Fire ants are likely to raise their nests out of the water-logged soil. Use the Organic Fire Ant Solution when they are observed.

Make an action plan
One of the best things you can do after a heavy rain is to assess your landscape. There is no better time to identify problem areas and form a plan to prevent future issues.

Get a clipboard and a camera or your cell phone. Walk the garden making notes and taking pictures of places where water stands for long periods of time. Use this information to help you make future decisions such as raising beds, improving soil texture, and replacement plant selection.

You may decide that you need to seek the advice of a landscape professional if you find that drainage pathways are blocked by landscaping. They can often resolve these issues without destroying beds you have already established.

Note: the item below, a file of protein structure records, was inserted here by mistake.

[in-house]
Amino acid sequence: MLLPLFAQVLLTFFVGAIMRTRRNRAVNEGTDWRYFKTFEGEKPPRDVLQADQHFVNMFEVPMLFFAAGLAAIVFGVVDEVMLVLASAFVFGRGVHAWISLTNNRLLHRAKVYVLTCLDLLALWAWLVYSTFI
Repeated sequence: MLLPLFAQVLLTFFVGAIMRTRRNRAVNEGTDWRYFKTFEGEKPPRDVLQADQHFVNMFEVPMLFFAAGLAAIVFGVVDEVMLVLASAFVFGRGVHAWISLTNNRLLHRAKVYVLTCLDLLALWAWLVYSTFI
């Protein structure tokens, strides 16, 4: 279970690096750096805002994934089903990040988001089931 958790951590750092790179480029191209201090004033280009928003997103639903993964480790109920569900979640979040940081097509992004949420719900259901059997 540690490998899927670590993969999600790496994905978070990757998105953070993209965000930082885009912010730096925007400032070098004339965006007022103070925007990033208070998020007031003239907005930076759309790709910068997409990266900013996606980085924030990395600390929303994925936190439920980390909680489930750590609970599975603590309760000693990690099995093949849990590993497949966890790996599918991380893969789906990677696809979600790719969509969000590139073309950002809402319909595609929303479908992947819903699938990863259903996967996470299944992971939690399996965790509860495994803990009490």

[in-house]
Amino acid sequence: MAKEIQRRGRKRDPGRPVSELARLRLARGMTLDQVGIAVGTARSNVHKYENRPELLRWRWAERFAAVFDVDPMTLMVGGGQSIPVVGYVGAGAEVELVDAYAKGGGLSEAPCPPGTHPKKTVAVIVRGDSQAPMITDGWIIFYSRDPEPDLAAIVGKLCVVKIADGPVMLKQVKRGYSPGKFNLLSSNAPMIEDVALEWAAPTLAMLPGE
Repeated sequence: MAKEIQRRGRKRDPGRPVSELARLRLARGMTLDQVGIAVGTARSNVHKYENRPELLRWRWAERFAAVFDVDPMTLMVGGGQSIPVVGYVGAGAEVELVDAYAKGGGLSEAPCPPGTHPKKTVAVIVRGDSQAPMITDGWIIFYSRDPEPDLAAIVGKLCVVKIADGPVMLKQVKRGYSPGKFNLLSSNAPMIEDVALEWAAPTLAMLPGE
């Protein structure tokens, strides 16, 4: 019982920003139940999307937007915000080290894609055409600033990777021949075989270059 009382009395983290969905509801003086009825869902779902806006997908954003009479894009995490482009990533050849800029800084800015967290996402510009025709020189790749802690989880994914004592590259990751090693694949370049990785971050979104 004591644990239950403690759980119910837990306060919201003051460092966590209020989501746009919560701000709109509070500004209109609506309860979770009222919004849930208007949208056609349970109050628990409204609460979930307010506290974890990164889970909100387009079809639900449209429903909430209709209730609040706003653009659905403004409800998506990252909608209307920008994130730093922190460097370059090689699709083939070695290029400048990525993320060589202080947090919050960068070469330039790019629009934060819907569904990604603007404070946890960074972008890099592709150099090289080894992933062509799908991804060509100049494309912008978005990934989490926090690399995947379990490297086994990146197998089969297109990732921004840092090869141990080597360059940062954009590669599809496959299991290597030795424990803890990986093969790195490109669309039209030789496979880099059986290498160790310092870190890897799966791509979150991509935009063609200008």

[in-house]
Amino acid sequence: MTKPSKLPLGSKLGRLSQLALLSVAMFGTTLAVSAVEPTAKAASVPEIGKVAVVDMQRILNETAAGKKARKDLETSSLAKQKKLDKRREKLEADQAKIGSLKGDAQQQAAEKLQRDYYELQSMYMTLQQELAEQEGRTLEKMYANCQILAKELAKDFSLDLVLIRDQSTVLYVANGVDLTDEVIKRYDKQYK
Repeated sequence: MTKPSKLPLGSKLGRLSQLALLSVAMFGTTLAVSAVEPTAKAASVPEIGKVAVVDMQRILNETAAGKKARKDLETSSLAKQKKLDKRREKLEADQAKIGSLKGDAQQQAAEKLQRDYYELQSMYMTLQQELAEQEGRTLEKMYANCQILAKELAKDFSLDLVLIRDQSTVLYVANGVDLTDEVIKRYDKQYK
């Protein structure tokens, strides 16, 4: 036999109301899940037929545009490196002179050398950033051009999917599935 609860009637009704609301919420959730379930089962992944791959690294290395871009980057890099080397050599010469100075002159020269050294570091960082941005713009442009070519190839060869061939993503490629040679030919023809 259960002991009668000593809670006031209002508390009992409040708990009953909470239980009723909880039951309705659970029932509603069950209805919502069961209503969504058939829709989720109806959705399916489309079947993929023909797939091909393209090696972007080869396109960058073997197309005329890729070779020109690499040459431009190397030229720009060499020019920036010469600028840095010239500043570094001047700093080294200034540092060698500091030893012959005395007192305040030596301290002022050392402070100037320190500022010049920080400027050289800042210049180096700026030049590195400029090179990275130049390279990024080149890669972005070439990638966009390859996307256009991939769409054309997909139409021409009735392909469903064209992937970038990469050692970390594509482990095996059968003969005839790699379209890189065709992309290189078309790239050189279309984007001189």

3You may find areas where all that is needed is increased drainage in your soil. Use a permanent material such as expanded shale. This material increases porosity, which makes a healthier soil as well as improving drainage at soil level. Arbor Gate Organic Soil Complete can be used when both drainage and organic content need to be improved.

Make a list of plants that seem more sensitive to wet soils. Like it or not, storms and floods are likely in our area. If you have to replace plants, you may want to look for something better adapted to the possibility that it will happen again.

Dealing with contaminated storm water
If your garden has been inundated with city storm water, chances are you will have to deal with contamination issues. Storm water is often contaminated with raw sewage and hydrocarbons if the storm water infrastructure has been compromised.